2 Books That Support Understanding Your Big Emotions

Posted June 22, 2024 by Richetta in Book Reviews, Children's Books / 0 Comments

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I received this book for free from Storey Publishing in exchange for an honest review. This does not affect my opinion of the book or the content of my review.

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2 Books That Support Understanding Your Big EmotionsThe Magical Science of Feelings by Jen Daily
Published by Storey Publishing on June 11, 2024
Genres: Juvenile Nonfiction / Health & Daily Living / General, Juvenile Nonfiction / Science & Nature / Biology, Juvenile Nonfiction / Social Topics / Emotions & Feelings
Pages: 64
Format: ARC
Source: Storey Publishing
Buy on Bookshop

Clinical social worker Jen Daily helps kids understand the science behind feelings, taking them on a lively tour of the brain to see where anger, anxiety, sadness, and joy start, and offering activities for calming emotions. 

Where do feelings come from? Are they magic? No, they're science! There is a reason our tummies feel funny when we are worried, and why we want to stomp and clench our fists when we feel mad. With endearing illustrations, the parts of the brain come alive as friendly characters who explain how emotions like happy, sad, mad, worried, and overwhelmed are created in the body. Along with clear explanations about the origins of feelings, author and clinical social worker Jen Daily provides creative coping skills and activities (playfully called emotion potions) that help build a child's ability to reflect, cope, calm anxious thoughts, and welcome greater joy. From dancing to storytelling and meditation, the coping skills are accessible and effective for a wide range of social-emotional needs and learning styles.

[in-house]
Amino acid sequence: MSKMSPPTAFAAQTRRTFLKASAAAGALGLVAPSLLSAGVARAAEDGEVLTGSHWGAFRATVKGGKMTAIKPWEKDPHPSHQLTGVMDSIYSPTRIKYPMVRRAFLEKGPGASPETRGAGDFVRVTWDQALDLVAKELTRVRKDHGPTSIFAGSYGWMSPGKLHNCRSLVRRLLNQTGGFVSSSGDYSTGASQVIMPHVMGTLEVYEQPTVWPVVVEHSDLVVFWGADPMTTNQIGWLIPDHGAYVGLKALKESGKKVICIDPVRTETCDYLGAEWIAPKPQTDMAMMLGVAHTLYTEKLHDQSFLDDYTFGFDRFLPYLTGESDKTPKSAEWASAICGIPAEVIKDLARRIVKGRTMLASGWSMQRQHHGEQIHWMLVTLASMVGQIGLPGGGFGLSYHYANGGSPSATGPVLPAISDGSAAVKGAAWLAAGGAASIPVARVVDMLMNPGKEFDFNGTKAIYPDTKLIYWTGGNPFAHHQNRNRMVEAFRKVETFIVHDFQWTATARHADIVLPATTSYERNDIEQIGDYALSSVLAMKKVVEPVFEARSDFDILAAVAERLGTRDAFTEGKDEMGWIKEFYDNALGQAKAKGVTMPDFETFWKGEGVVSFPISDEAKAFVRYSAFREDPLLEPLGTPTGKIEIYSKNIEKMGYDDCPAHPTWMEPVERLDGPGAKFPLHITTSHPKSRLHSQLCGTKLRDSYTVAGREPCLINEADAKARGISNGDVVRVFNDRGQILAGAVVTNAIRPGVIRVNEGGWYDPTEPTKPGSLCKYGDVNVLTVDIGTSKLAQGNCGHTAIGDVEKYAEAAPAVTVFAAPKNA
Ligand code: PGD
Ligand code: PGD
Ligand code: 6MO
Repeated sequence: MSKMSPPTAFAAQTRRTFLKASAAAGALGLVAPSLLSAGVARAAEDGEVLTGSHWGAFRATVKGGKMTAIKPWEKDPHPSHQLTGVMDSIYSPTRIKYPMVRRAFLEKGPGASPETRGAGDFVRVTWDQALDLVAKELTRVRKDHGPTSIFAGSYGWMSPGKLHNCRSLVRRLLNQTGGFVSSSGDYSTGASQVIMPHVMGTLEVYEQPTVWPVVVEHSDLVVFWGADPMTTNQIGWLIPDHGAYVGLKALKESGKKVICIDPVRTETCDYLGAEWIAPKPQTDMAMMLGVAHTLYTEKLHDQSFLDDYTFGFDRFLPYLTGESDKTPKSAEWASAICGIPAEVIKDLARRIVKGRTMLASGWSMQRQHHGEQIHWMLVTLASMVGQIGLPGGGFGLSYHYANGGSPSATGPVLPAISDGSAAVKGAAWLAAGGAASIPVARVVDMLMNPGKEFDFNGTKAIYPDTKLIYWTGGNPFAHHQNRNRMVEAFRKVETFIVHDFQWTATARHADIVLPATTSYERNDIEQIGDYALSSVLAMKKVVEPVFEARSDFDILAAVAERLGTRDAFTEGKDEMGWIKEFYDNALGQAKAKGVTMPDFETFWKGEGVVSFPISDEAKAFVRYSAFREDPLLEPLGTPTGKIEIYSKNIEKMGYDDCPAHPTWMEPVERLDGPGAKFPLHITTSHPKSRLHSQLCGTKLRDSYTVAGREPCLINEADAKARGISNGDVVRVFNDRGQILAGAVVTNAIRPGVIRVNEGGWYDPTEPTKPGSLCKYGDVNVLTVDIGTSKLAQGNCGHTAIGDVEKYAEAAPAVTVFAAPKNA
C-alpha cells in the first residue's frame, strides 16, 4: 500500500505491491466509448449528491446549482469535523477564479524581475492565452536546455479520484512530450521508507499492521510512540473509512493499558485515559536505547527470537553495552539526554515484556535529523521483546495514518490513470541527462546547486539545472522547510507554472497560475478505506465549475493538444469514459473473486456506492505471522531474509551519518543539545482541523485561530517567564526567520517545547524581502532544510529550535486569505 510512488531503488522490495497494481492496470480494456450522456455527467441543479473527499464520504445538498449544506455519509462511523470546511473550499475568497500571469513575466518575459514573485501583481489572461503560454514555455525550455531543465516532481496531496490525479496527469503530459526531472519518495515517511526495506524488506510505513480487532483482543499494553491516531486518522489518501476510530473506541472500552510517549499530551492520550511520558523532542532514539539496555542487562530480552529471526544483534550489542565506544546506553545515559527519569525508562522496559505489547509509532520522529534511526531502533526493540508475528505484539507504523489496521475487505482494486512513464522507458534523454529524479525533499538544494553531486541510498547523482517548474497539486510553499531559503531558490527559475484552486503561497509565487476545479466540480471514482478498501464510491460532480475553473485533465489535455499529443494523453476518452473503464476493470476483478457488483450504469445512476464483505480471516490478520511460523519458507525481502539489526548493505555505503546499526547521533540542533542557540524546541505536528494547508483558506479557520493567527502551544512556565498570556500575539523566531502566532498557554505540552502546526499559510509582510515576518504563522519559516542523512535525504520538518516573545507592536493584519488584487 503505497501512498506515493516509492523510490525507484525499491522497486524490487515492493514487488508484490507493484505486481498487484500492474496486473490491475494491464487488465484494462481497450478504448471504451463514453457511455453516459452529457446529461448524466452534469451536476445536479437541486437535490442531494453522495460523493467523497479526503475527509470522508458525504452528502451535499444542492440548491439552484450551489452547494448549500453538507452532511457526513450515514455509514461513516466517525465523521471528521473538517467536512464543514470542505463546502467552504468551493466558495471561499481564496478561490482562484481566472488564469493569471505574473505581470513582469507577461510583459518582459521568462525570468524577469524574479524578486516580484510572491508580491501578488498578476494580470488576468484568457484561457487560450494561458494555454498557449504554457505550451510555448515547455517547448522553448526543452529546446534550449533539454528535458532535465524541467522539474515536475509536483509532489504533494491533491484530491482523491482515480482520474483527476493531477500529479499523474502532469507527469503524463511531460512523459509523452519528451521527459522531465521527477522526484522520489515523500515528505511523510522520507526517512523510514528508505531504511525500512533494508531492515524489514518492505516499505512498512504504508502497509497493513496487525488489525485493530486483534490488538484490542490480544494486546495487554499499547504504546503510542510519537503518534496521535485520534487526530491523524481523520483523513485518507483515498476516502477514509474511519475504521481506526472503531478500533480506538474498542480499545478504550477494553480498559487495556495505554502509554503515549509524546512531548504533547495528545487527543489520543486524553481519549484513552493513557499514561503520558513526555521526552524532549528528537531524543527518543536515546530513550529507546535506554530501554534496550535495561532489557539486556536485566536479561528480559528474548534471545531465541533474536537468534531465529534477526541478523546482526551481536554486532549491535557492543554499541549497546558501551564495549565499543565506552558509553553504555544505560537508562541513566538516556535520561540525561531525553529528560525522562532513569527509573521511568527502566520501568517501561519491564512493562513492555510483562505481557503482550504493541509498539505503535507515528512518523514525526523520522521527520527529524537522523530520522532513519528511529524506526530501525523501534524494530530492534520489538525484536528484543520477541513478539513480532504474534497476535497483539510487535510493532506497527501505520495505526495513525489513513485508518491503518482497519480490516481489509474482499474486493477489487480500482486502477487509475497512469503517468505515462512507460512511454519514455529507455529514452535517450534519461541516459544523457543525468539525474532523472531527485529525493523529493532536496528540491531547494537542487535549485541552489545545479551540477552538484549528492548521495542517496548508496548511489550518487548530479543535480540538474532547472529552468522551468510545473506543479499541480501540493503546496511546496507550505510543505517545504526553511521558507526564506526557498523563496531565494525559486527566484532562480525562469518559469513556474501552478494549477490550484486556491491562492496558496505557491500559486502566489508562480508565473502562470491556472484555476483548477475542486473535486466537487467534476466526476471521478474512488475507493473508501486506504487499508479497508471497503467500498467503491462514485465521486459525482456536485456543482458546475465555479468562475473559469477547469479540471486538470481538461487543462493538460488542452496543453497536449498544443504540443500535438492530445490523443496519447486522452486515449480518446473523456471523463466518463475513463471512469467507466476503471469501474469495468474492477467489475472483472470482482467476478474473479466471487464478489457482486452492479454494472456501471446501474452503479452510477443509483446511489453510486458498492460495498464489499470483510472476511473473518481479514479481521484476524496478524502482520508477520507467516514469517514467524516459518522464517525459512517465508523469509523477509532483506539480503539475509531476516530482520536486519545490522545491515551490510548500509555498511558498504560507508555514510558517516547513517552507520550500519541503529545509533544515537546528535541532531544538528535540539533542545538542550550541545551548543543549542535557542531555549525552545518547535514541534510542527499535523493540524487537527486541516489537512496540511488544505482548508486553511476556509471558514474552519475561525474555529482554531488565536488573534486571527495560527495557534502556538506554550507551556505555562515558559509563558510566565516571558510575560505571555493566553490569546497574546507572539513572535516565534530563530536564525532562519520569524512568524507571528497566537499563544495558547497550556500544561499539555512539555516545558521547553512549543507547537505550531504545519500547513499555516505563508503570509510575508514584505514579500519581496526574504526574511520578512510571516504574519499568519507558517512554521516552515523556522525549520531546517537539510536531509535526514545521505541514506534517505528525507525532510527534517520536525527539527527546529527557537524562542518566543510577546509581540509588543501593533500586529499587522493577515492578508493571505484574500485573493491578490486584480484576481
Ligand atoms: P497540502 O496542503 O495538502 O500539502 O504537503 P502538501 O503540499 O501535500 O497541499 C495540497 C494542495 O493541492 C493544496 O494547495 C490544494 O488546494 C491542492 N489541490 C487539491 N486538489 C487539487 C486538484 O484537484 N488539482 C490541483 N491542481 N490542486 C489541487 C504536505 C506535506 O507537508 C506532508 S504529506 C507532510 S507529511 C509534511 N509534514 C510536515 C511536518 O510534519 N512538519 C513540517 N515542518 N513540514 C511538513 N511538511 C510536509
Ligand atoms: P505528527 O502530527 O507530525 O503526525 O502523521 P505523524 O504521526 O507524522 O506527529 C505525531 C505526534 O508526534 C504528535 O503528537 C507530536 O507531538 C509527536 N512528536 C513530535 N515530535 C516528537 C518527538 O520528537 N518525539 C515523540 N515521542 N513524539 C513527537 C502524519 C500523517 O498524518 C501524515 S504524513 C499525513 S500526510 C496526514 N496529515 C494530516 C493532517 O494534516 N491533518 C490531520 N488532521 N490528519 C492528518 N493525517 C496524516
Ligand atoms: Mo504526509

The Magical Science of Feelings by Jen Daily

Thank you to @storeypub for the gifted copy! 

I love this book! It’s a great one to pair with watching Inside Out 1 and 2. It explains how your brain plays a role in your feelings and reactions to situations. It also has an engaging narrative style that encourages question and response. It asks the readers lots of relatable questions that help them connect to the topics and reflect their own experiences. I had a lot of fun reading it with my 8 and 9 year olds. Also, there are fun science experiments for each feeling. We are especially excited to try the slime experiments. If I were using this in the classroom, I’d definitely have a cross content approach that connected ELA, Science and Art. So many possibilities for a great SEL unit!

I would pair The Magical Science of Feelings this with an awesome new book called Gray

Gray by Laura Duckbill, illustrated by Lauren Child

Thank you to @candlewickpress for the gifted copy!

It follows a child who is not having a great day. They describe their feelings as the color gray. It has a great message about being okay with how you feel in the moment. The illustrator uses color and cutouts to make connections between feelings and how the child is processing their relationship to them. The first time I encountered the die cutout I was in awe of the effect it had. It uses the non-traditional in a children’s book (the absence of color) to tell the story of why gray days are okay. We often see red for anger and yellow for happy. So I appreciated this approach of talking about times when you just feel off or you feel like you don’t belong. The use of color and cutouts absolutely enhance and are part of the story. 

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